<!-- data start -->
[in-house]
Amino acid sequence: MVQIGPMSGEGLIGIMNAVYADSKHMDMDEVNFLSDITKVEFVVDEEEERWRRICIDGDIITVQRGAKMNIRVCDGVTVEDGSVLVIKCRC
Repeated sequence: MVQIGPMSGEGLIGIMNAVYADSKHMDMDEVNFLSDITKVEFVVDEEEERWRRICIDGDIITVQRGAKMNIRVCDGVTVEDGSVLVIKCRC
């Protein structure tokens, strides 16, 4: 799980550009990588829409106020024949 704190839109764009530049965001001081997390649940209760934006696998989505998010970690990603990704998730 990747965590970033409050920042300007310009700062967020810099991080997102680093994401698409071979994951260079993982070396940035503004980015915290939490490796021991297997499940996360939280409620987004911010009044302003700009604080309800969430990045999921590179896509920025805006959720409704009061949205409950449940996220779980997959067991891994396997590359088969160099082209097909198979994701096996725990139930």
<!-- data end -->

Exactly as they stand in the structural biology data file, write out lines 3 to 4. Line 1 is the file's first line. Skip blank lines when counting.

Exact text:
Repeated sequence: MVQIGPMSGEGLIGIMNAVYADSKHMDMDEVNFLSDITKVEFVVDEEEERWRRICIDGDIITVQRGAKMNIRVCDGVTVEDGSVLVIKCRC
């Protein structure tokens, strides 16, 4: 799980550009990588829409106020024949 704190839109764009530049965001001081997390649940209760934006696998989505998010970690990603990704998730 990747965590970033409050920042300007310009700062967020810099991080997102680093994401698409071979994951260079993982070396940035503004980015915290939490490796021991297997499940996360939280409620987004911010009044302003700009604080309800969430990045999921590179896509920025805006959720409704009061949205409950449940996220779980997959067991891994396997590359088969160099082209097909198979994701096996725990139930």